Bone and Yearn

                        -the gentrifier:
                        him

I taught middle school English in Oakland
over the summer, an emerald wave hovering
in the air. The hummingbird’s grace under
madman law. There was never gold in our souls
or pockets, only in his bone and yearn. He threw
dice on a city of rust and dust; abandoning his old-boy-
hand-shake, inhaling the street treasures of forgotten
people. Every night that summer, I lived on top of orange
blossoms bursting in the valley, sunsets pouring from the sky: fire
fire      fire. Every morning standing in front of ghost
mirrors, you he used to call us a box full of empty
there sat wearing made-in-America suede, lemon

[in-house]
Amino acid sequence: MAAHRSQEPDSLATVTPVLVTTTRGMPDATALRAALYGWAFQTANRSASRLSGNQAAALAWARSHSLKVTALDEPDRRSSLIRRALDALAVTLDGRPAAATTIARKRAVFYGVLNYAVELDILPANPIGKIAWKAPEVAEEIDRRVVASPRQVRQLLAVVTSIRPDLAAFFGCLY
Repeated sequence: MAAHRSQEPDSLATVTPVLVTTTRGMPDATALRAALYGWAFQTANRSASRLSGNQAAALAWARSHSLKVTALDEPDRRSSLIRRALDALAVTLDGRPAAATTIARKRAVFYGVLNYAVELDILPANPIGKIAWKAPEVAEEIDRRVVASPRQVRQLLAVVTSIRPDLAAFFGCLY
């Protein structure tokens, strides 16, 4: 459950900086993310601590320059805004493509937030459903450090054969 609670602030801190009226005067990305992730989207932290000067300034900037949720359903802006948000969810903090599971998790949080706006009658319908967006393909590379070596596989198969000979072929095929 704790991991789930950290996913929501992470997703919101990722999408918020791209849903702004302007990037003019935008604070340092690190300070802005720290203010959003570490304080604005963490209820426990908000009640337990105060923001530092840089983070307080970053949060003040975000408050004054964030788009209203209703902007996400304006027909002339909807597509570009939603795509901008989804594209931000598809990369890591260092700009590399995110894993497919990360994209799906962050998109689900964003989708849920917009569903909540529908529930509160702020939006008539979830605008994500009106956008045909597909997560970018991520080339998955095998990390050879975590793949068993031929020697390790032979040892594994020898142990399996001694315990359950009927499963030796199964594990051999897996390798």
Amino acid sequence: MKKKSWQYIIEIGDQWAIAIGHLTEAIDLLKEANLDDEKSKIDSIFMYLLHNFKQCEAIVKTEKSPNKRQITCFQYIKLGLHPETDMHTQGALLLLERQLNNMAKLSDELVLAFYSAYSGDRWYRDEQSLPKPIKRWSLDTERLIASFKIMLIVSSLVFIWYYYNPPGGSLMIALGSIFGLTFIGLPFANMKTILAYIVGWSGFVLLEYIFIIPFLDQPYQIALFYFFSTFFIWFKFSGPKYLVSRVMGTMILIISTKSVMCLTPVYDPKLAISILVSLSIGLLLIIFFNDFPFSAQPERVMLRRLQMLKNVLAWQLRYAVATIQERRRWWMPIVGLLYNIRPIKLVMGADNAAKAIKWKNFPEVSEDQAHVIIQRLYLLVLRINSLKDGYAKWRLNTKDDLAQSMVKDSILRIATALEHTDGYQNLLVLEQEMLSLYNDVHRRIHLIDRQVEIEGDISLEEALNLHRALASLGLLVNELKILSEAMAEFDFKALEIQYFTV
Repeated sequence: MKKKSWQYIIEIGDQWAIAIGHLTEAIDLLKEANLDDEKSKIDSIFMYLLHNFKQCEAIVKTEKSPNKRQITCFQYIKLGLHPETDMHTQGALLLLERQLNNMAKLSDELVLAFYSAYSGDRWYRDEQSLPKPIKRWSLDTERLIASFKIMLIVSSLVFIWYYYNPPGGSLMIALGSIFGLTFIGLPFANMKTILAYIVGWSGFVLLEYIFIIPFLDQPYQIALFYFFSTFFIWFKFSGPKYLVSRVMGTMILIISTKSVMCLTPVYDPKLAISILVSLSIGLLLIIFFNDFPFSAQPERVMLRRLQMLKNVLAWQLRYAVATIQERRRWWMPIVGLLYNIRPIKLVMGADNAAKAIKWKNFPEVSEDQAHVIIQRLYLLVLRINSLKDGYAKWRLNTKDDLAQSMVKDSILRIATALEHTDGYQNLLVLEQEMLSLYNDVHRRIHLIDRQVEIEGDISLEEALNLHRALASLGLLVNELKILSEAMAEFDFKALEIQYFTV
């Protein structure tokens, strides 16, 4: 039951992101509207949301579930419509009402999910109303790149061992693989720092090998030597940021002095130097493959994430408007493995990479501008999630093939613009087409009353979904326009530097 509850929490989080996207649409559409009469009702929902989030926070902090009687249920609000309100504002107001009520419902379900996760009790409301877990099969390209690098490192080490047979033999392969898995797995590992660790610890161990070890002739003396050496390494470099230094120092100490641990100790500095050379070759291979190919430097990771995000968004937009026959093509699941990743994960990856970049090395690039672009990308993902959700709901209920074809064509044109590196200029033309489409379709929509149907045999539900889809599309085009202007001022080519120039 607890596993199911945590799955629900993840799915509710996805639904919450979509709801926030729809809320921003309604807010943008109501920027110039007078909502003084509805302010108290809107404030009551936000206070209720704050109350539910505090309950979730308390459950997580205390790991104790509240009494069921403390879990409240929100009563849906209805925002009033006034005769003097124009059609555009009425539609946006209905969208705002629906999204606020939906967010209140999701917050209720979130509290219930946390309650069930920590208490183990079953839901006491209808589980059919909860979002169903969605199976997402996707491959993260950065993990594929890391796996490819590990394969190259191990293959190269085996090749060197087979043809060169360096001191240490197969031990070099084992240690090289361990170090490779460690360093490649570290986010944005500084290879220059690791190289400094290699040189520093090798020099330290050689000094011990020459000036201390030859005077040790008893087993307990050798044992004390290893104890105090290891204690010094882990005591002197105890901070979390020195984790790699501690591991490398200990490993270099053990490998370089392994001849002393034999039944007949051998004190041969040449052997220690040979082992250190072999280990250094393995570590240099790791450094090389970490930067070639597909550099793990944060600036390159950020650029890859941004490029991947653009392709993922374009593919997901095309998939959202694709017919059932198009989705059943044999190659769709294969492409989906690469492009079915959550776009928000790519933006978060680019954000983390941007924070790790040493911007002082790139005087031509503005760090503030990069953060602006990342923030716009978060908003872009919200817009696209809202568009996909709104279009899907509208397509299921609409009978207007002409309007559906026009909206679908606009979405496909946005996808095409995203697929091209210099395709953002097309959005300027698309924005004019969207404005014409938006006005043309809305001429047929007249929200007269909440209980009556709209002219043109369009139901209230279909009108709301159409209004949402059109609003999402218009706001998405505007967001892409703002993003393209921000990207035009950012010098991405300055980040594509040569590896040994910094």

drops in your his right fist. Teach me the art of sweet
then. Our battered limbs, rooted plants fearless of
fire.

Kou Sugita lives in Los Angeles, CA, and was born in Sapporo, Japan. A former assistant editor at Hiram Poetry Review, his writing has appeared or is forthcoming in AAWW’s The Margins, The Ofi Press Magazine, Zoomoozophone Review, and elsewhere. He has been nominated for Best of the Net and is also a recipient of the Vachel Lindsay Poetry Prize from Hiram College. Sugita is currently a senior at Pitzer College.

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